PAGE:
24. Kennerley MP, Neely AD (2000) Performance measurement frameworks – a review. In: Proceedings of the 2nd international conference on performance measurement, Cambridge, pp 291–298Google Scholar
  25. Kotter JP (1995) Leading change: why transformation efforts fail? Harvard Bus Rev 73(2):59–67Google Scholar
  26. Kouzmin A, Loffer E, Klages H, Korac-Kakabadse N (1999) Benchmarking and performance measurement in public sectors: towards learning for agency effectiveness. Int J Public Sector Manage 12(2):121–144CrossRefGoogle Scholar
  27. Magd H, Curry A (2003) Benchmarking: achieving best value in public-sector organisations. Benchmarking Int J 10(3):261–286CrossRefGoogle Scholar
  28. Martilla J, James J (1977) Importance-performance analysis. J Marketing 41(1):77–79CrossRefGoogle Scholar
  29. Mori (2002) Public service reform: measuring and understanding customer satisfaction. Mori, LondonGoogle Scholar
  30. Neely A, Bourne M (2000) Why measurement initiatives fail? Meas Bus Excellence 4(4):3–6CrossRefGoogle Scholar
  31. Neely A, Mills J, Platts K, Richards H, Gregory M, Bourne M, Kennerley M (2000) Performance measurement system design: developing and testing a process-based approach. Int J Oper Prod Manage 20(10):1119–1145CrossRefGoogle Scholar
  32. Neely A, Richards AH, Mills JF, Platts KW, Bourne MS (1997) Designing performance measures: a structured approach. Int J Oper Prod Manage 17(11):1131–1153CrossRefGoogle Scholar
  33. O’Neill M, Palmer A (2004) Importance-performance analysis: a useful tool for directing continuous quality improvement in higher education. Qual Assur Educ 12(1):39–52CrossRefGoogle Scholar
  34. Ogden SM, Booth D (2001) Benchmarking of public leisure services: a tool for efficiency, effectiveness or equity? In: McPherson G, Reid G (eds) Leisure and social inclusion: new challenges for policy and provision. LSA, Eastbourne, LSA Publication No. 73, pp 103–122Google Scholar
  35. Ogden S, Wilson P (2000) Bridging the quality gaps: implementing benchmarking to deliver best value. Public Manage Int J Res Theory 2(4):525–546Google Scholar
  36. Oh H (2001) Revisiting importance-performance analysis. Tourism Manage 22(6):617–627CrossRefGoogle Scholar
  37. Robinson L, Taylor P (2003) The performance of local authority sports halls and swimming pools in England. Manag Leis 8(1):1–16CrossRefGoogle Scholar
  38. Sarrico CS, Dyson RG (2004) Restricting virtual weights in data envelopment analysis. Eur J Oper Res 159:17–34CrossRefGoogle Scholar
  39. Sekaran U (1992) Research methods for business, 2nd edn. Wiley, New YorkGoogle Scholar
  40. Smith P (1990) Data envelopment analysis applied to financial statements. OMEGA 18:131–138CrossRefGoogle Scholar
  41. Smith P, Street A (2005) Measuring the efficiency of public services: the limits of analysis. J Roy Stat Soc A 168(2):401–417CrossRefGoogle Scholar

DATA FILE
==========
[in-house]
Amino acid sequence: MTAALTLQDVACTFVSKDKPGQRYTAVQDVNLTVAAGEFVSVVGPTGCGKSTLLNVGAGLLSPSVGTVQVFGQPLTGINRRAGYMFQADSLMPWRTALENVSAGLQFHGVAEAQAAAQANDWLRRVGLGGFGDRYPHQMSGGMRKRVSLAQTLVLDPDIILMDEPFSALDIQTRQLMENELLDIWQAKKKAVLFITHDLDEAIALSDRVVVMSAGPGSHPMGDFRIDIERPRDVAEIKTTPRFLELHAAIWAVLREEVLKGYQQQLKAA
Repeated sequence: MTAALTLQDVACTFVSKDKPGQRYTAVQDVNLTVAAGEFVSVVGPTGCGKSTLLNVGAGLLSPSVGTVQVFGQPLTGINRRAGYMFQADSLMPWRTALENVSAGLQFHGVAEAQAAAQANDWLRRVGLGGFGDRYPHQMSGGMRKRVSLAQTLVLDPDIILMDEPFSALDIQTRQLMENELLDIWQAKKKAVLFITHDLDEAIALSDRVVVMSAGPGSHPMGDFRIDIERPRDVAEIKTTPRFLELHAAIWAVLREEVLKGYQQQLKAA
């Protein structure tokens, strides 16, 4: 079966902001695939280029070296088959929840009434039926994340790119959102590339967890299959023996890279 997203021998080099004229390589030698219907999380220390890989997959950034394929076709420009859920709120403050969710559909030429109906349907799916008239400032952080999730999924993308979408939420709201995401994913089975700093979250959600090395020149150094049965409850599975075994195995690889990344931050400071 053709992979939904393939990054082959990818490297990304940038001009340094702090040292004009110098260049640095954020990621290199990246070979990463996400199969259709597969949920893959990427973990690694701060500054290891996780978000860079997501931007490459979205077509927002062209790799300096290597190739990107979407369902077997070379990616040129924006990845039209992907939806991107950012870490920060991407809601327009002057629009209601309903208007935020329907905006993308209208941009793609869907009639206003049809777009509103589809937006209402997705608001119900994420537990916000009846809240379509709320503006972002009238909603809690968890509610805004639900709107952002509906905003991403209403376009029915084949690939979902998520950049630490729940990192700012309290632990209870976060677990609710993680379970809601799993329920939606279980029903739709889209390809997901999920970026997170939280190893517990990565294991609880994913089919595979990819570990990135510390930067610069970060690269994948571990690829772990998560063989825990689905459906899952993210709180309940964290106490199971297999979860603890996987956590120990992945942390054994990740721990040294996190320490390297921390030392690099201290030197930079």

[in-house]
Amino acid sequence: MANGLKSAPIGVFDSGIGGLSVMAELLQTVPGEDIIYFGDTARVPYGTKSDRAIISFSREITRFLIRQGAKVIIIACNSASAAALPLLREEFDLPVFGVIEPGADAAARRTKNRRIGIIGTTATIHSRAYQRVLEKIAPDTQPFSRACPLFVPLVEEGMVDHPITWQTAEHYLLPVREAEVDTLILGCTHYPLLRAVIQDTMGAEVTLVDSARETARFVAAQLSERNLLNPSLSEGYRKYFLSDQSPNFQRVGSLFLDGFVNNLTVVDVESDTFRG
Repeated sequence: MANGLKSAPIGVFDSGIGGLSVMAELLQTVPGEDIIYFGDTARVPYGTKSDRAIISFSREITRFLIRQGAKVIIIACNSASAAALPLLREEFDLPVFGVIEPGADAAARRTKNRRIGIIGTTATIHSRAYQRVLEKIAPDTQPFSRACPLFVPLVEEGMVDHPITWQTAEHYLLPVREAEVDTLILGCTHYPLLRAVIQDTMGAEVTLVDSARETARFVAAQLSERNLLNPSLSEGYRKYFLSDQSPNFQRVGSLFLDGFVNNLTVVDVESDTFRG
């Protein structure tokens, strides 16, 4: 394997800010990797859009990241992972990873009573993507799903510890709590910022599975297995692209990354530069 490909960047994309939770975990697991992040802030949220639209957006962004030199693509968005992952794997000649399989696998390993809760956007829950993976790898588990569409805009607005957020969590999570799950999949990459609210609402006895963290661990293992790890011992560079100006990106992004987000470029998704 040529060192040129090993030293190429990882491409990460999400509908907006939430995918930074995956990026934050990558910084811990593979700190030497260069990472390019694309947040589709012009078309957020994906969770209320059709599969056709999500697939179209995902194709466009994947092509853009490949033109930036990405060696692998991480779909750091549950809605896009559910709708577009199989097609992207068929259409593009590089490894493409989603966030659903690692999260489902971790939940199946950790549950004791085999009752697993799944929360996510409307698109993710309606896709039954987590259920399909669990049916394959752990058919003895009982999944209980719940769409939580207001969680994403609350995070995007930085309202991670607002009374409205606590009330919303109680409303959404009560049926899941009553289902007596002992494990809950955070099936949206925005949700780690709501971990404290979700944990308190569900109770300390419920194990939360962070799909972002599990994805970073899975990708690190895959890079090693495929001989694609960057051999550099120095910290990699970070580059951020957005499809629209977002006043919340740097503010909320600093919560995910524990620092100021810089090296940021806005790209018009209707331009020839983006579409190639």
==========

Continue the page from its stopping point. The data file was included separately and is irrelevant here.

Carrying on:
42. Spottiswoode C (2000) Improving police performance: a new approach to measuring police efficiency. HM Treasury Public Services Productivity Panel, LondonGoogle Scholar
  43. Staat M, Maik H (2000) Benchmarking the health sector in Germany: an application of data envelopment analysis, Research Paper. Institute for Market-Oriented Management, University of Mannheim, MannheimGoogle Scholar
  44. Susman GI, Evered RD (1978) An assessment of the scientific merits of action research. Admin Sci Quart 23:582–603CrossRefGoogle Scholar
  45. Taylor P, Godfrey A (2003) Performance measurement in English local authority sport facilities. Public Performance Manage Rev 26(3):251–262CrossRefGoogle Scholar
  46. Thanassoulis E, Boussofiane A, Dyson RG (1996) A comparison of data envelopment analysis and ratio analysis as tools for performance assessment. Omega 24(3):229–244CrossRefGoogle Scholar
  47. Voss C, Tsikriktsis N, Frohlich M (2002) Case research in operations management. Int J Oper Prod Manage 22(2):195–219CrossRefGoogle Scholar
  48. West J, Oldfather P (1995) Pooled case comparison an innovation for cross-case study. Qual Inq 1(4):452–464CrossRefGoogle Scholar
  49. Worthington AC (1998) The application of mathematical programming techniques to financial statement analysis: Australian gold production and exploration. Aust J Manage 23(1):97–114CrossRefGoogle Scholar
  50. Yin R (1994) Case study research: design and methods, 2nd edn. Sage Publishing, Beverly HillsGoogle Scholar
  51. Young ST (1992) Multiple productivity measurement approaches for management. Health Care Manage Rev 17(2):51–58Google Scholar

Copyright information

© Springer Science+Business Media, LLC 2008

Authors and Affiliations

  1. 1.Department of Leisure and Recreation ManagementKainan UniversityTaoyuanTaiwan

Personalised recommendations